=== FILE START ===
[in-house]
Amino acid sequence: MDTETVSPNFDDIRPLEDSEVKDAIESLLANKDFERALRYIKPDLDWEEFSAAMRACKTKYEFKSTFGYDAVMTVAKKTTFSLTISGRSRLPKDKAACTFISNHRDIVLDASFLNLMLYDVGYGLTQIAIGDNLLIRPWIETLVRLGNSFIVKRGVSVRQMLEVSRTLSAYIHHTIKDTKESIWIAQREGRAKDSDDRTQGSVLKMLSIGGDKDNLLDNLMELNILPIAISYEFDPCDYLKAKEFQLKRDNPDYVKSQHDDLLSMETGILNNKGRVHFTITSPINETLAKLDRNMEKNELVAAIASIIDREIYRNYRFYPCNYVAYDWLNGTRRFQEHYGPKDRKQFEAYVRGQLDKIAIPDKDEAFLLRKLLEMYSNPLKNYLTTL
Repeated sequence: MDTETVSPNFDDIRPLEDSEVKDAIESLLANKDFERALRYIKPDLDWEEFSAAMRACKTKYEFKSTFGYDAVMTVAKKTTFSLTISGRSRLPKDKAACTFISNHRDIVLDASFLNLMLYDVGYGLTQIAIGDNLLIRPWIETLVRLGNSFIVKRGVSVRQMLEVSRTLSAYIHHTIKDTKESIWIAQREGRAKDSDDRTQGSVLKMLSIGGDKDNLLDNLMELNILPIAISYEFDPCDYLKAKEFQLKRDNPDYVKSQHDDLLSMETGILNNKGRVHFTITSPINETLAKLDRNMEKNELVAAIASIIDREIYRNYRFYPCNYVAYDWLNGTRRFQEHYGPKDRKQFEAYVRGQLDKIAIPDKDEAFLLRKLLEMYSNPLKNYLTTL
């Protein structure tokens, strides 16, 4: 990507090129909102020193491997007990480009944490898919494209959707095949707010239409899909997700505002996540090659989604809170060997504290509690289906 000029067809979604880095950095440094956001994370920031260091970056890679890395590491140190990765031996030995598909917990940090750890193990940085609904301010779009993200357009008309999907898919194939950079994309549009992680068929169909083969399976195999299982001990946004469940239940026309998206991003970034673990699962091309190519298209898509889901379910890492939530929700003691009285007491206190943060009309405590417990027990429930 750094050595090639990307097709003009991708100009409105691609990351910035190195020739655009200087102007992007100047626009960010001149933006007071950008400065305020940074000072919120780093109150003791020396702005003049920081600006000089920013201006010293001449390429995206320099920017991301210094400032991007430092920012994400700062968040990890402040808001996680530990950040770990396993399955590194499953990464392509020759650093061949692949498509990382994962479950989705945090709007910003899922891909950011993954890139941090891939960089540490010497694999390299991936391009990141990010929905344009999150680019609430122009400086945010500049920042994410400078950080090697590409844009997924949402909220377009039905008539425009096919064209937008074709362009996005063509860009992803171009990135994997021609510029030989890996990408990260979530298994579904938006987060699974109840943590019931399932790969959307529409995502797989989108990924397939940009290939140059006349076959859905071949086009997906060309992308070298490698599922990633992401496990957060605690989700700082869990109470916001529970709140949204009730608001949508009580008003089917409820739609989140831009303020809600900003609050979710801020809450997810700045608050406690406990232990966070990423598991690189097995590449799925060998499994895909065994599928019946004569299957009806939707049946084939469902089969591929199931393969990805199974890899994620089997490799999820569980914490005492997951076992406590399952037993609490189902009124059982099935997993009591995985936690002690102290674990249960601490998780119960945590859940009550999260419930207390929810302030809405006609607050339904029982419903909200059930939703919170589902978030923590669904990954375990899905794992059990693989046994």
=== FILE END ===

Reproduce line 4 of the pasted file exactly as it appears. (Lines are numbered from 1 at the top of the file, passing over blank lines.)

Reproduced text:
């Protein structure tokens, strides 16, 4: 990507090129909102020193491997007990480009944490898919494209959707095949707010239409899909997700505002996540090659989604809170060997504290509690289906 000029067809979604880095950095440094956001994370920031260091970056890679890395590491140190990765031996030995598909917990940090750890193990940085609904301010779009993200357009008309999907898919194939950079994309549009992680068929169909083969399976195999299982001990946004469940239940026309998206991003970034673990699962091309190519298209898509889901379910890492939530929700003691009285007491206190943060009309405590417990027990429930 750094050595090639990307097709003009991708100009409105691609990351910035190195020739655009200087102007992007100047626009960010001149933006007071950008400065305020940074000072919120780093109150003791020396702005003049920081600006000089920013201006010293001449390429995206320099920017991301210094400032991007430092920012994400700062968040990890402040808001996680530990950040770990396993399955590194499953990464392509020759650093061949692949498509990382994962479950989705945090709007910003899922891909950011993954890139941090891939960089540490010497694999390299991936391009990141990010929905344009999150680019609430122009400086945010500049920042994410400078950080090697590409844009997924949402909220377009039905008539425009096919064209937008074709362009996005063509860009992803171009990135994997021609510029030989890996990408990260979530298994579904938006987060699974109840943590019931399932790969959307529409995502797989989108990924397939940009290939140059006349076959859905071949086009997906060309992308070298490698599922990633992401496990957060605690989700700082869990109470916001529970709140949204009730608001949508009580008003089917409820739609989140831009303020809600900003609050979710801020809450997810700045608050406690406990232990966070990423598991690189097995590449799925060998499994895909065994599928019946004569299957009806939707049946084939469902089969591929199931393969990805199974890899994620089997490799999820569980914490005492997951076992406590399952037993609490189902009124059982099935997993009591995985936690002690102290674990249960601490998780119960945590859940009550999260419930207390929810302030809405006609607050339904029982419903909200059930939703919170589902978030923590669904990954375990899905794992059990693989046994």